Through the study of archaeological material, and thanks to the neuroimaging studies, it is possible to observe the links with analytical psychology and the symbolic process. According to Jung humans have an innate predisposition to produce images or universal psychic structures. It is through evolution, through the constant repetition of the ritual and the representation of myths through time that we have developed neural systems capable of understanding symbolic meanings, capable of representing on a perceptive level the psychoid aspect of the psyche, meaning the archetypes themselves. The aim of the lecture is to hypothesize some correlates between neurophysiology and analytical psychology, specifically in the area of the religious function.

Raffaella Ada Colombo, MD is a psychiatrist and Jungian Analyst who graduated from CG Jung Institute Zurich. Since 1988 she has been working in a Psychiatric Hospital near Milan and in private practice. At the hospital she is involved in research on cognitive impairments of the prefrontal cortex in patients suffering from Bipolar Disorders. She has published articles on epidemiology, psychopathology and psychopharmacology. She is interested in the relationship of mind and brain and the interdisciplinary study of neuroscience and analytical psychology, lecturing on these subjects at ISAPZURICH.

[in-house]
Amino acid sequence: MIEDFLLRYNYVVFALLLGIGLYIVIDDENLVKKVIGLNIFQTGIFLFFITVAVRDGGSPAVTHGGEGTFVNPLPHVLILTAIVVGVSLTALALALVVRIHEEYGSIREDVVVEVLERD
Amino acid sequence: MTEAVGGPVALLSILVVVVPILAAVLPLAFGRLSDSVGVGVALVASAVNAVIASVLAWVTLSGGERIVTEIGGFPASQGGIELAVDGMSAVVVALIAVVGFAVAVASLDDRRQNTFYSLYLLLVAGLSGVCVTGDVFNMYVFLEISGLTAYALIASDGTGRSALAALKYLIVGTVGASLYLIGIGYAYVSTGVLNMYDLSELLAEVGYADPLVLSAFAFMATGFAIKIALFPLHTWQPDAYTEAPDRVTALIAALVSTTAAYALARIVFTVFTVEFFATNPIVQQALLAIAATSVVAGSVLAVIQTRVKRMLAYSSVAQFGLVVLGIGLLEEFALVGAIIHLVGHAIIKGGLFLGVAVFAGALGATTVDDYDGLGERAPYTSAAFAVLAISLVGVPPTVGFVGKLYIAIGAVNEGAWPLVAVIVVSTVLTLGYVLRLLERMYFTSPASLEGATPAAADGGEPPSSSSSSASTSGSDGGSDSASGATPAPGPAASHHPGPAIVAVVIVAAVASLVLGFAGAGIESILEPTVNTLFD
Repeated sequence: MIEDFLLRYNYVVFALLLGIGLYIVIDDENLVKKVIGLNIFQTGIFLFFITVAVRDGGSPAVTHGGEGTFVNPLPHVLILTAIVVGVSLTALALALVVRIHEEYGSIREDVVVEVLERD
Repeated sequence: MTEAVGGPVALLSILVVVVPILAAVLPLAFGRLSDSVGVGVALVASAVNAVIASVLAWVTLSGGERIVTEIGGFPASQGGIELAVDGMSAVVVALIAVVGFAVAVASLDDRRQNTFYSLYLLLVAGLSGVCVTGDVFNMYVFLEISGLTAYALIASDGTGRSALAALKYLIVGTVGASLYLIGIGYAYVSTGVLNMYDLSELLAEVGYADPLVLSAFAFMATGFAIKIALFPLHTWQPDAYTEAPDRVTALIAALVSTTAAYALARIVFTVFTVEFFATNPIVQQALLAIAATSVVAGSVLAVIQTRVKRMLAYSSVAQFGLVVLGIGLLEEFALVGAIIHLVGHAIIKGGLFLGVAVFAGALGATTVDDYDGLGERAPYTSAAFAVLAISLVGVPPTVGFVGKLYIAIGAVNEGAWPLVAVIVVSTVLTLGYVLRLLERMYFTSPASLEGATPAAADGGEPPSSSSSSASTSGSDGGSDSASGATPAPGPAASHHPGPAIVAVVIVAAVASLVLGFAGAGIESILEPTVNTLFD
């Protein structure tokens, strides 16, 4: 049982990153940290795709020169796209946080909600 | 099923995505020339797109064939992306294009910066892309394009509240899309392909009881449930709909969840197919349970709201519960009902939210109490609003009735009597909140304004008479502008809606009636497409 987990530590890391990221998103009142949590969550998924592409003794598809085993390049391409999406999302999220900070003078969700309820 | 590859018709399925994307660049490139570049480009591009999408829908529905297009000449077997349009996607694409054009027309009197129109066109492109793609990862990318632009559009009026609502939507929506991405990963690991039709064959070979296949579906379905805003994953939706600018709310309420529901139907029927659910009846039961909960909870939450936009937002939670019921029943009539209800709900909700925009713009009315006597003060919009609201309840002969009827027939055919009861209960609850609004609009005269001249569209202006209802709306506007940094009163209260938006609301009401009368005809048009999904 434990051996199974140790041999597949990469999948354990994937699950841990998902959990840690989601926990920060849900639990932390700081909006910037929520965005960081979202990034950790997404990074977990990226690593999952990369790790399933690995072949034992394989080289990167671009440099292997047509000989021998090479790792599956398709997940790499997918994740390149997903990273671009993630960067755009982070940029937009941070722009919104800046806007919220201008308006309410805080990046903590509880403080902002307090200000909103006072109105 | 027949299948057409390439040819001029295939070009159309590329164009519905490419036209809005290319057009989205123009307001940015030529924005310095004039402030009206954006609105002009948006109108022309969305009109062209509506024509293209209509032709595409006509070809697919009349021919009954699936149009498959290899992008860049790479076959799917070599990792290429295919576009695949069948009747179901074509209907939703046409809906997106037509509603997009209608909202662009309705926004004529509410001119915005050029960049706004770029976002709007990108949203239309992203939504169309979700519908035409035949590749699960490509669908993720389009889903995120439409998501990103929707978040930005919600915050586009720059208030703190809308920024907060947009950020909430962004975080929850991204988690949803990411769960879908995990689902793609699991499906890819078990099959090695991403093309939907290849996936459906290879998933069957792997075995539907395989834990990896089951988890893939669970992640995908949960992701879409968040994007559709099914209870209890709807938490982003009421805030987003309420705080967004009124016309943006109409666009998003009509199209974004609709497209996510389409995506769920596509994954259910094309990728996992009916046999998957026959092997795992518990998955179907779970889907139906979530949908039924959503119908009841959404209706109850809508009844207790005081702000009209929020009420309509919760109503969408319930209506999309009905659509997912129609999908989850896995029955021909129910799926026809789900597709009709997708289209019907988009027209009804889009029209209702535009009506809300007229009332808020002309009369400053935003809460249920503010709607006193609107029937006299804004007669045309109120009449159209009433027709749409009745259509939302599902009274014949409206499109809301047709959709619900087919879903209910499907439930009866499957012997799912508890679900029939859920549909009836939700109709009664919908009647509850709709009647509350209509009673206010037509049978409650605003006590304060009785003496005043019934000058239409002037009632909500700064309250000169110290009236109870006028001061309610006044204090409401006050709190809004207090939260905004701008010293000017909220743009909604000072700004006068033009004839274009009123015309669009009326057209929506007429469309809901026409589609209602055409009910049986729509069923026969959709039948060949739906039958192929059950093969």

November 7th, 2008 at 7 p.m.

Soul in Sand
a lecture by Nancy Ortenberg
Sand has been used for thousands of years in sacred ceremonies, meditation, divination, and healing. To engage with the sand is to move outside time and space and enter into what Eliade referred to as ‘sacred time’. Jung said, “All creative works are the offspring of the imagination and the dynamic principle of the imagination is play.” Instead of using words, one enters into this sacred time and engages play in the sand to bring form and life to the symbolic imagination. As Jung points out, it is an experience of “the striving of the unconscious for the light and the striving of consciousness for substance. Often the hands know how to solve a riddle which has been wrestled with in vain.” In her lecture, through clinical casework with adult clients, images, and your own imagination, Nancy invites you to enter into the symbolic landscape of soul in sand.